Diego Silang

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For the Philippine Navy ship, see BRP Diego Silang (PF-9).
His Grace[1]
Don Diego Silang y Andaya
Maestro de Campo General y Teniente de Justicia Mayor[2]
Governor of Ilocos
British Philippines
In office
1762–1763
Personal details
Born December 16, 1730
Aringay, Pangasinan (now Caba or Aringay, La Union)
Died May 28, 1763(1763-05-28) (aged 32)
Bantay, Ilocos Sur
Spouse(s) Josefa Gabriela Silang

Diego Silang y Andaya (December 16, 1730 – May 28, 1763) was a revolutionary leader who conspired with British forces to overthrow Spanish rule in the northern Philippines and establish an independent Ilocano nation. His revolt was fueled by grievances stemming from Spanish taxation and abuses, and by his belief in self-government, that the administration and leadership of the Roman Catholic Church and government in the Ilocos be invested in trained Ilocano officials.

Early life[edit]

Born in Aringay, Pangasinan (an area in present-day Caba or Aringay, La Union), Silang's mother was Ilocano; his father was Pangasinense. Young Diego worked as a messenger for a local Castilian priest in Vigan, Ilocos Sur. Bright, passionate, and fluent in Spanish, he ferried correspondence from the Ilocos to Manila; journeys that gave him his first glimpse of colonial injustice and that planted the seed of rebellion.

Revolt[edit]

Spain allied with France during the Seven Years' War, in opposition to Great Britain. The British in response sought to diminish the Spanish Empire. The seizure of Manila by British naval forces in October, 1762, and the subsequent surrender of the Spanish Philippines to Britain during the British occupation of the Philippines, inspired uprisings in the farthest north of Ilocos Norte and Cagayan, where anti-Spanish sentiments festered. Though Silang initially wanted to replace Spanish functionaries in the Ilocos with native-born officials and volunteered to head Ilocano forces against the British, desperate Spanish administrators instead transferred their powers to the Catholic Bishop of Nueva Segovia (Vigan), who rejected Silang's offer. Silang's group attacked the city and imprisoned its priests. He then began an association with the British who appointed him governor of the Ilocos on their behalf and promised him military reinforcement. The British force never materialized.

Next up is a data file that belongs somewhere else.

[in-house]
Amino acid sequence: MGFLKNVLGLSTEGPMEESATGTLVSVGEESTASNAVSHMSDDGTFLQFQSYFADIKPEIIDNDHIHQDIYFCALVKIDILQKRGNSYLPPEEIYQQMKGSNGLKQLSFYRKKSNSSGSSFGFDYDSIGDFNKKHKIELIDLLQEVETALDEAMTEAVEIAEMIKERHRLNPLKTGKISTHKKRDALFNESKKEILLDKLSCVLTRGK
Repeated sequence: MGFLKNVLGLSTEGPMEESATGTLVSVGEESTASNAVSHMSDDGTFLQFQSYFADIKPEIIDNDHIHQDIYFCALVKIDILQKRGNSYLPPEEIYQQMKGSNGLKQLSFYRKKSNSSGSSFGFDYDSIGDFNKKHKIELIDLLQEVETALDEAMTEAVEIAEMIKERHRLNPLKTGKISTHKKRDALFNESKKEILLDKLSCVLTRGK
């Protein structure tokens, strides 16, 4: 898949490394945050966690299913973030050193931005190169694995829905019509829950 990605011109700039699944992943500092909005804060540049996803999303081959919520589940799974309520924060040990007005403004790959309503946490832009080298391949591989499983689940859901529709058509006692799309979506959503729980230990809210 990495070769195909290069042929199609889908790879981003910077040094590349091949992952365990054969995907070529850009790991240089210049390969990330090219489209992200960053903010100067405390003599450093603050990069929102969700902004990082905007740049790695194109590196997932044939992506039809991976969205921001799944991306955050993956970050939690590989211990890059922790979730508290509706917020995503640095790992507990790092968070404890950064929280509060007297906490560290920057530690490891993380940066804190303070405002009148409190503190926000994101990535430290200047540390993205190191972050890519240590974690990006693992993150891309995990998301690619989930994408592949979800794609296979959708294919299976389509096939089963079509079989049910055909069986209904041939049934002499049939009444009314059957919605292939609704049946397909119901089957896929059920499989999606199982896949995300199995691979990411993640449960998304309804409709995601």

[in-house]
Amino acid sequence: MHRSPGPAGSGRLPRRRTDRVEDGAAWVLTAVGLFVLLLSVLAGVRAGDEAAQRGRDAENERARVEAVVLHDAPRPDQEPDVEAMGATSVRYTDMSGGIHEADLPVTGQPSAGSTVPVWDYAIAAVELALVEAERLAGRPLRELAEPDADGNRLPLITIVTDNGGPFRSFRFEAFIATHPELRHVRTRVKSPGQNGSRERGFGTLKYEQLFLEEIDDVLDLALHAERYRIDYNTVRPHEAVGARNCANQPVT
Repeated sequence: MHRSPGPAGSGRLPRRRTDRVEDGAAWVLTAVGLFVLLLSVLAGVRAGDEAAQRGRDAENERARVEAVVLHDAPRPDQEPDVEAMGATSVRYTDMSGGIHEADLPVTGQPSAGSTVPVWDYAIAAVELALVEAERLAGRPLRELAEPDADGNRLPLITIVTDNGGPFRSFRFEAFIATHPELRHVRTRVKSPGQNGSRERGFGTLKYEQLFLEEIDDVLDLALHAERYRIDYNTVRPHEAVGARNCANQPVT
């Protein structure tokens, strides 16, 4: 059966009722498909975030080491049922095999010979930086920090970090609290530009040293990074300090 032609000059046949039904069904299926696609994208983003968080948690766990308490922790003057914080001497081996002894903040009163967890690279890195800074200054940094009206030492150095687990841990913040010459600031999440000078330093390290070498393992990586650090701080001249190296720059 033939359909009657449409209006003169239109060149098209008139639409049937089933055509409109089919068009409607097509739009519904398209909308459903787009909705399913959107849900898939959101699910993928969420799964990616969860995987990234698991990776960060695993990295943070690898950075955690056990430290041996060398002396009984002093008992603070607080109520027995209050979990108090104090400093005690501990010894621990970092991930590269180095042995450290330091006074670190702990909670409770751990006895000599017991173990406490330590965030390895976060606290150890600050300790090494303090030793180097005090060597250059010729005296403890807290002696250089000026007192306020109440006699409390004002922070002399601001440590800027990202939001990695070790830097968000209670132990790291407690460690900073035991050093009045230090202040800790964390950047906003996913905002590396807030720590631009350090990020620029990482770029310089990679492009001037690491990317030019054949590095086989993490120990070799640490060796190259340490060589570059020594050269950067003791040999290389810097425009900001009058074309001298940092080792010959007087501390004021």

Death and legacy[edit]

Memorial of Diego Silang in his birthplace Caba, La Union.

Diego Silang was killed by one of his friends, a Spanish-Ilocano mestizo named Miguel Vicos, whom church authorities paid to assassinate Silang with the help of Pedro Becbec.[3] He was 32 years old.

After Silang's death, his Spanish-Ilocana mestiza wife, Josefa Gabriela, took command of the revolt and fought courageously. The Spanish sent a strong force against her. She was forced to retreat to Abra. Gabriela led her troops towards Vigan but was driven back. She fled again to Abra, where she was captured. Gabriela and her men were summarily hanged on September 20, 1763; she being hanged the last.

Notes[edit]

  1. ^ http://www.insights-philippines.de/silang.htm
  2. ^ Ongsotto, Et Al. Philippine History Module-based Learning I' 2002 Ed.. Rex Bookstore, Inc. p. 109. ISBN 9789712334498. 
  3. ^ Lamberto Gabriel, Ang Pilipinas: Heograpiya, Kasaysayan, at Pamahalaan. 1997 ISBN 971-621-192-9

References[edit]

  • Zaide, Gregorio F. (1984). Philippine History and Government. National Bookstore Printing Press. 
  • Rebecca Ramilo Ongsotto, Reena R. Ongsotto: Philippine History Module-based Learning. Rex Bookstore Inc, 2. Auflage 2003, ISBN 971233449X, p. 109 (online copy, p. 109, at Google Books)
  • C. Duka: Struggle for Freedom. Rex Bookstore Inc, 2008, ISBN 9789712350450, p. 103 (online copy, p. 104, at Google Books)